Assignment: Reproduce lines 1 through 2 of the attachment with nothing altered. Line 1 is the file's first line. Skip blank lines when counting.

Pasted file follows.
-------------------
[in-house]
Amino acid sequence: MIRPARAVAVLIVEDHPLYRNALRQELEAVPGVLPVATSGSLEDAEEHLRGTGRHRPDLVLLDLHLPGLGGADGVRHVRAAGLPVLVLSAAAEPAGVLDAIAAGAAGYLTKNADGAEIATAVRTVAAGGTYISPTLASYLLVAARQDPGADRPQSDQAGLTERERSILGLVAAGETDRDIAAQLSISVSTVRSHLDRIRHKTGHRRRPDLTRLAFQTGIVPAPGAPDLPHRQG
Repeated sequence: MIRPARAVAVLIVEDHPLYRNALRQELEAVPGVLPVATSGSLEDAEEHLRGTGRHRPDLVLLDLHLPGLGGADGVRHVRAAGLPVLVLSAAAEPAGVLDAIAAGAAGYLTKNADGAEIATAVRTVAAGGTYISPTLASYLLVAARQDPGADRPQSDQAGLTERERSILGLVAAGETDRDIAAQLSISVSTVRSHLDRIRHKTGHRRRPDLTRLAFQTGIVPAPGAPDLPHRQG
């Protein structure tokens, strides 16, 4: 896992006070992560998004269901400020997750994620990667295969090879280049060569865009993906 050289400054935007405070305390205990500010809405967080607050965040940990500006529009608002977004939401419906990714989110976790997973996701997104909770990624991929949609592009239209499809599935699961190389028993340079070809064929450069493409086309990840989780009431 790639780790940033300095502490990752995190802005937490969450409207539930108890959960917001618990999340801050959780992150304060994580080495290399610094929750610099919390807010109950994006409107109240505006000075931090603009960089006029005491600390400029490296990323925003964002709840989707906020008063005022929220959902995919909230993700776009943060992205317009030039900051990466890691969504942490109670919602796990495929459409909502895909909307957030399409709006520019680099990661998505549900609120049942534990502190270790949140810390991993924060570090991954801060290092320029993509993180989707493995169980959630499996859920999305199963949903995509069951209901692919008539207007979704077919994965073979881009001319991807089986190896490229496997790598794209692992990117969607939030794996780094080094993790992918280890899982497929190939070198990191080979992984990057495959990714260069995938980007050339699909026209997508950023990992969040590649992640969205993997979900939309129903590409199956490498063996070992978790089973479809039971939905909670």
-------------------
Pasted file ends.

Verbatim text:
[in-house]
Amino acid sequence: MIRPARAVAVLIVEDHPLYRNALRQELEAVPGVLPVATSGSLEDAEEHLRGTGRHRPDLVLLDLHLPGLGGADGVRHVRAAGLPVLVLSAAAEPAGVLDAIAAGAAGYLTKNADGAEIATAVRTVAAGGTYISPTLASYLLVAARQDPGADRPQSDQAGLTERERSILGLVAAGETDRDIAAQLSISVSTVRSHLDRIRHKTGHRRRPDLTRLAFQTGIVPAPGAPDLPHRQG